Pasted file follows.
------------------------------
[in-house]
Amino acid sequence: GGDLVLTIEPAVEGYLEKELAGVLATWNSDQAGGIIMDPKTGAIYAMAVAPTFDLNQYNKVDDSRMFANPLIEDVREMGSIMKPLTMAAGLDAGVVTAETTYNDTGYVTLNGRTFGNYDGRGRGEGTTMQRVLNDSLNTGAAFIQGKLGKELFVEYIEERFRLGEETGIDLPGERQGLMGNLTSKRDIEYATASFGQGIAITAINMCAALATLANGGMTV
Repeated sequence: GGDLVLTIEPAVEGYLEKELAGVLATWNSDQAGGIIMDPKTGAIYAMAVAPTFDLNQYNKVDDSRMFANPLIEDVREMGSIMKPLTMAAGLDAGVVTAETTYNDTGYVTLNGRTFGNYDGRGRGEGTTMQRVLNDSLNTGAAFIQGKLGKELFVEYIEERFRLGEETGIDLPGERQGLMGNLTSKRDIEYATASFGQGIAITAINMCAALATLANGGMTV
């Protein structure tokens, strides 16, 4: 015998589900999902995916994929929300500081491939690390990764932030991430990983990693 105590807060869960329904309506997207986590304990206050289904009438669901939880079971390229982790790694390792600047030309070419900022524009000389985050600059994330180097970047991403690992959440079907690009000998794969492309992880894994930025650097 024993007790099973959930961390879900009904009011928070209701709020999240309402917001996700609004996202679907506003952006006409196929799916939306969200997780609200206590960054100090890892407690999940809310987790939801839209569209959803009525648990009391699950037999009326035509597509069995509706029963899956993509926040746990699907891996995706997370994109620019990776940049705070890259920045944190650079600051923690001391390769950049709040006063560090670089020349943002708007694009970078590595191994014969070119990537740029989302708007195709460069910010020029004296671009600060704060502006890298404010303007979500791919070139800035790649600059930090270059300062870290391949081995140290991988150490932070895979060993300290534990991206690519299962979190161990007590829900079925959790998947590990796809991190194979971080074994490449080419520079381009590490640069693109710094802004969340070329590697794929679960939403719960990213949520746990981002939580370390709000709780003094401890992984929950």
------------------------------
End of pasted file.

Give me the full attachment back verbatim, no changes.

[in-house]
Amino acid sequence: GGDLVLTIEPAVEGYLEKELAGVLATWNSDQAGGIIMDPKTGAIYAMAVAPTFDLNQYNKVDDSRMFANPLIEDVREMGSIMKPLTMAAGLDAGVVTAETTYNDTGYVTLNGRTFGNYDGRGRGEGTTMQRVLNDSLNTGAAFIQGKLGKELFVEYIEERFRLGEETGIDLPGERQGLMGNLTSKRDIEYATASFGQGIAITAINMCAALATLANGGMTV
Repeated sequence: GGDLVLTIEPAVEGYLEKELAGVLATWNSDQAGGIIMDPKTGAIYAMAVAPTFDLNQYNKVDDSRMFANPLIEDVREMGSIMKPLTMAAGLDAGVVTAETTYNDTGYVTLNGRTFGNYDGRGRGEGTTMQRVLNDSLNTGAAFIQGKLGKELFVEYIEERFRLGEETGIDLPGERQGLMGNLTSKRDIEYATASFGQGIAITAINMCAALATLANGGMTV
């Protein structure tokens, strides 16, 4: 015998589900999902995916994929929300500081491939690390990764932030991430990983990693 105590807060869960329904309506997207986590304990206050289904009438669901939880079971390229982790790694390792600047030309070419900022524009000389985050600059994330180097970047991403690992959440079907690009000998794969492309992880894994930025650097 024993007790099973959930961390879900009904009011928070209701709020999240309402917001996700609004996202679907506003952006006409196929799916939306969200997780609200206590960054100090890892407690999940809310987790939801839209569209959803009525648990009391699950037999009326035509597509069995509706029963899956993509926040746990699907891996995706997370994109620019990776940049705070890259920045944190650079600051923690001391390769950049709040006063560090670089020349943002708007694009970078590595191994014969070119990537740029989302708007195709460069910010020029004296671009600060704060502006890298404010303007979500791919070139800035790649600059930090270059300062870290391949081995140290991988150490932070895979060993300290534990991206690519299962979190161990007590829900079925959790998947590990796809991190194979971080074994490449080419520079381009590490640069693109710094802004969340070329590697794929679960939403719960990213949520746990981002939580370390709000709780003094401890992984929950």